Many Vermonters are concerned about the suffering that they may face once they have been given diagnosis of a terminal disease. They want to have control over how and when their lives come to an end through taking a lethal dose of medication prescribed by a doctor. I have great sympathy for those currently in this situation or who anticipate such a situation with dread, or have loved ones in this situation, and I may some day be in such a situation myself. But I have found the legislation under consideration to be problematic.
The version of S. 77 that passed the Senate left the question of prescribing and ingesting lethal medication at the end of life to patients, their doctors, and their families. Those who might provide drugs or participate in acts that could end someone's life were immunized from liability. Some think that this is good in that the government stays out of the situation, but some think that it is dangerous: the state is allowing others to assist a person to end his or her life without oversight or regulation.
The version of S. 77 that has passed the House sets up regulations that are intended to protect against abuse of the authorization to prescribe and to take such drugs. The bill endeavors to ensure that a Vermonter asking for a lethal dose of barbiturates would be of sound mind, have a terminal diagnosis of six months or less to live, and not be influenced by others who might have an interest in their death. However, there is little regulation of how the medication might be taken or the results in terms of complications or mistakes.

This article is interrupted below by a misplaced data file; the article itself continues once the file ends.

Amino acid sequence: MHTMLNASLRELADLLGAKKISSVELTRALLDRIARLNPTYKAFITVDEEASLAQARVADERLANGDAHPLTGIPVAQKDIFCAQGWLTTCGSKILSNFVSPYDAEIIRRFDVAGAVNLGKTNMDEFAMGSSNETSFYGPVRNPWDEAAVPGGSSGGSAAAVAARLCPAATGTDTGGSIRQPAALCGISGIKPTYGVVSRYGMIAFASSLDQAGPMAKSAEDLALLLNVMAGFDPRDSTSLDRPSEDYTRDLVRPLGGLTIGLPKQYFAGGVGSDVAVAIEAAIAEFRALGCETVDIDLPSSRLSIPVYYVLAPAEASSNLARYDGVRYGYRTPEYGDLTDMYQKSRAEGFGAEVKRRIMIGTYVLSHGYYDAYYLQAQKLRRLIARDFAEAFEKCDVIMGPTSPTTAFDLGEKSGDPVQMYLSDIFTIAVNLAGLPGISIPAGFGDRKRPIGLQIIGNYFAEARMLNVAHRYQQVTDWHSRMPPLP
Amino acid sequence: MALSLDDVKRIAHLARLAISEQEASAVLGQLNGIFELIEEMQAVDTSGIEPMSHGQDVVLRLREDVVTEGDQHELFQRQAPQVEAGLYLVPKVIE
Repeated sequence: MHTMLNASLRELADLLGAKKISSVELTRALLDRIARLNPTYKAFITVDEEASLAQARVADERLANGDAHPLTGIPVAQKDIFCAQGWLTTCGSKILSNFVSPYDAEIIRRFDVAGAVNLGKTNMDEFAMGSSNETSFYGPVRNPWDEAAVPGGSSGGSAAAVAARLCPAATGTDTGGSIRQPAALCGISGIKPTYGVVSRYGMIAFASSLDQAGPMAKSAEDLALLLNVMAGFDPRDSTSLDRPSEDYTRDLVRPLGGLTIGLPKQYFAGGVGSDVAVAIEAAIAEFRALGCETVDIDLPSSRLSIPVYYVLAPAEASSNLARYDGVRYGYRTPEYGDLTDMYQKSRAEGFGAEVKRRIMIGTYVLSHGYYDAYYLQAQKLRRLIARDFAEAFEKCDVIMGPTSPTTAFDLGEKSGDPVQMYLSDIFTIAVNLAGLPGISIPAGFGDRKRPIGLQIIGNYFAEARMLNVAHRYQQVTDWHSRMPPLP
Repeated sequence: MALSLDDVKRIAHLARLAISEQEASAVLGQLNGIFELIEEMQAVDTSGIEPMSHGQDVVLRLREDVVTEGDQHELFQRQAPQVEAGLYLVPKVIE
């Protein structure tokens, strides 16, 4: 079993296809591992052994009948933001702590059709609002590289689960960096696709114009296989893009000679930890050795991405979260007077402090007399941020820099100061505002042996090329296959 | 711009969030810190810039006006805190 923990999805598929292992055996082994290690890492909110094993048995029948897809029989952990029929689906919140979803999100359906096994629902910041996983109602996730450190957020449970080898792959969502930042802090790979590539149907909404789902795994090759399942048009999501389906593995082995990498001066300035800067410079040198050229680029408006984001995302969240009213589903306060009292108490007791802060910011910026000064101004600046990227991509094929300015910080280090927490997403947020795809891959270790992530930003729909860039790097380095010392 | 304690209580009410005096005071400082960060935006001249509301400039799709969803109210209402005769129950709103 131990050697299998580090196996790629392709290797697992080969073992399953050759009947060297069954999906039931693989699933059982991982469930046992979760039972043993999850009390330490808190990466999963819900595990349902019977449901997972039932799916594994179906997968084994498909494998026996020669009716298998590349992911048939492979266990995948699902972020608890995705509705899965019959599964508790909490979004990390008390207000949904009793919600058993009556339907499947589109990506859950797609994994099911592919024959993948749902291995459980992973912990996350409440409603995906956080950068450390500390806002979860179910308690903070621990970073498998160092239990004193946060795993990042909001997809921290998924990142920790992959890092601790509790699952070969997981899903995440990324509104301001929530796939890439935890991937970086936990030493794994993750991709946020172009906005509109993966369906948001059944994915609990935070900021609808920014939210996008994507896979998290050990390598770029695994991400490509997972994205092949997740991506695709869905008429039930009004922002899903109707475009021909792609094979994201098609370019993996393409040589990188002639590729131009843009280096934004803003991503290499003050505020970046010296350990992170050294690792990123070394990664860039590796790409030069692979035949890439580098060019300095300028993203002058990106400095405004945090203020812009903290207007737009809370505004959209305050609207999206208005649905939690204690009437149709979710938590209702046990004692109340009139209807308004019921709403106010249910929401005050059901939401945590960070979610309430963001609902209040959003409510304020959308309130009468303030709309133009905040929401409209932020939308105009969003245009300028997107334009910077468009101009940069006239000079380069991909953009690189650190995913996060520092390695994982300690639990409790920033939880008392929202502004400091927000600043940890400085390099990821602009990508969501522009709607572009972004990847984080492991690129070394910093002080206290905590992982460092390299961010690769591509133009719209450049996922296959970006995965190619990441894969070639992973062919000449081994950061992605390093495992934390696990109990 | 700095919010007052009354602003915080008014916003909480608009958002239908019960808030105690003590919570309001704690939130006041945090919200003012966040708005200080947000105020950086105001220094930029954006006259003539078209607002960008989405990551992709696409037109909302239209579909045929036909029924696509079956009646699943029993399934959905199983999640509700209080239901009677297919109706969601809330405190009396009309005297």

It is very clear that many passionately want the option of taking drugs to assure a peaceful death for themselves or their loved ones.
It is also very clear that many believe just as passionately that legalizing such lethal dosage is wrong and may lead to the abuse of vulnerable people. Some also think that it is wrong to ask doctors to participate in their patients' deaths in any way, although this would be voluntary.
I could not support the House version because so often terminal diagnoses are mistaken, and someone might choose death when they might have had years more of life left. I am also concerned about possible effects on those vulnerable to persuasion or who may worry that they are a burden on their families. Since the consequences of mistakes or abuse are irreversible, the regulations would have to be perfect. But they are not and cannot be. We must be compassionate, but we must also have common sense about human nature and the limitations of state regulatory capacity.
I know that regardless of the fate of S. 77 we have more work to do to ensure that all Vermonters have high quality pain management and comfort care when needed. All Vermonters must have access to hospice care when their end is near. At this point negotiations between members of the House and the Senate could result in a compromise version of S. 77 that would pass both chambers. If not, the bill will not become law.